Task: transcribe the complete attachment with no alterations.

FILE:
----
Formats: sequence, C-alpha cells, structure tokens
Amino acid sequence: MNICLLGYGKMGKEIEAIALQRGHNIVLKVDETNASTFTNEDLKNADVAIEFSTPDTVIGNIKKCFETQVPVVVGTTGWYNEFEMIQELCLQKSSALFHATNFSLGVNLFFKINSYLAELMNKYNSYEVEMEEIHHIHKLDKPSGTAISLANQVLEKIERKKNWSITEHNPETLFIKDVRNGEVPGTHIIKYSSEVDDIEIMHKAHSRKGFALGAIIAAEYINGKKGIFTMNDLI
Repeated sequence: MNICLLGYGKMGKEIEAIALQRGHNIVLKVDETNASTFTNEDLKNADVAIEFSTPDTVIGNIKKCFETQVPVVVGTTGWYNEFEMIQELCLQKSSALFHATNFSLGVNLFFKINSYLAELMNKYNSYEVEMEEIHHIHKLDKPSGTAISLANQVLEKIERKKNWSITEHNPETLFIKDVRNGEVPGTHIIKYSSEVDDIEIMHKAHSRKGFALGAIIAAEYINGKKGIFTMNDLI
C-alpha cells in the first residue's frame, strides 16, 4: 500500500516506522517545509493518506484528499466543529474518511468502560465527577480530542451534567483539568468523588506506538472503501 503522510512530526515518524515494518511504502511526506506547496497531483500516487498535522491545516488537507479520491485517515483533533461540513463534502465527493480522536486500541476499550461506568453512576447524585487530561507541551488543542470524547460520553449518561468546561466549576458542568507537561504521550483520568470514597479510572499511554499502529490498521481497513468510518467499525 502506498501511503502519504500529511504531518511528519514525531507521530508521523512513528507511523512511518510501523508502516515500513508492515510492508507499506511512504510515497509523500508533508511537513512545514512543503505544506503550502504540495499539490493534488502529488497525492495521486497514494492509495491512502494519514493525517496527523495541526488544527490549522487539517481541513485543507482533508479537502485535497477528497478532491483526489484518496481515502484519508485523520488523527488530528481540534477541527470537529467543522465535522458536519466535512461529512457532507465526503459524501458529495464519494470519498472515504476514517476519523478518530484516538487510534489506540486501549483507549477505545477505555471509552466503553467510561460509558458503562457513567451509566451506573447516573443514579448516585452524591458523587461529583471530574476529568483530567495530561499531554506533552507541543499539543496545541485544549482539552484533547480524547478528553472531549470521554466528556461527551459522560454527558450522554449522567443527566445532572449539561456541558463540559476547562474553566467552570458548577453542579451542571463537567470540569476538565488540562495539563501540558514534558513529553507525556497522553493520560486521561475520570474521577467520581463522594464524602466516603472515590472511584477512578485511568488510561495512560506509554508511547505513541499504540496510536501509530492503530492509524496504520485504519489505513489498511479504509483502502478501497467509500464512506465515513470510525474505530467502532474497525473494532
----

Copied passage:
Formats: sequence, C-alpha cells, structure tokens
Amino acid sequence: MNICLLGYGKMGKEIEAIALQRGHNIVLKVDETNASTFTNEDLKNADVAIEFSTPDTVIGNIKKCFETQVPVVVGTTGWYNEFEMIQELCLQKSSALFHATNFSLGVNLFFKINSYLAELMNKYNSYEVEMEEIHHIHKLDKPSGTAISLANQVLEKIERKKNWSITEHNPETLFIKDVRNGEVPGTHIIKYSSEVDDIEIMHKAHSRKGFALGAIIAAEYINGKKGIFTMNDLI
Repeated sequence: MNICLLGYGKMGKEIEAIALQRGHNIVLKVDETNASTFTNEDLKNADVAIEFSTPDTVIGNIKKCFETQVPVVVGTTGWYNEFEMIQELCLQKSSALFHATNFSLGVNLFFKINSYLAELMNKYNSYEVEMEEIHHIHKLDKPSGTAISLANQVLEKIERKKNWSITEHNPETLFIKDVRNGEVPGTHIIKYSSEVDDIEIMHKAHSRKGFALGAIIAAEYINGKKGIFTMNDLI
C-alpha cells in the first residue's frame, strides 16, 4: 500500500516506522517545509493518506484528499466543529474518511468502560465527577480530542451534567483539568468523588506506538472503501 503522510512530526515518524515494518511504502511526506506547496497531483500516487498535522491545516488537507479520491485517515483533533461540513463534502465527493480522536486500541476499550461506568453512576447524585487530561507541551488543542470524547460520553449518561468546561466549576458542568507537561504521550483520568470514597479510572499511554499502529490498521481497513468510518467499525 502506498501511503502519504500529511504531518511528519514525531507521530508521523512513528507511523512511518510501523508502516515500513508492515510492508507499506511512504510515497509523500508533508511537513512545514512543503505544506503550502504540495499539490493534488502529488497525492495521486497514494492509495491512502494519514493525517496527523495541526488544527490549522487539517481541513485543507482533508479537502485535497477528497478532491483526489484518496481515502484519508485523520488523527488530528481540534477541527470537529467543522465535522458536519466535512461529512457532507465526503459524501458529495464519494470519498472515504476514517476519523478518530484516538487510534489506540486501549483507549477505545477505555471509552466503553467510561460509558458503562457513567451509566451506573447516573443514579448516585452524591458523587461529583471530574476529568483530567495530561499531554506533552507541543499539543496545541485544549482539552484533547480524547478528553472531549470521554466528556461527551459522560454527558450522554449522567443527566445532572449539561456541558463540559476547562474553566467552570458548577453542579451542571463537567470540569476538565488540562495539563501540558514534558513529553507525556497522553493520560486521561475520570474521577467520581463522594464524602466516603472515590472511584477512578485511568488510561495512560506509554508511547505513541499504540496510536501509530492503530492509524496504520485504519489505513489498511479504509483502502478501497467509500464512506465515513470510525474505530467502532474497525473494532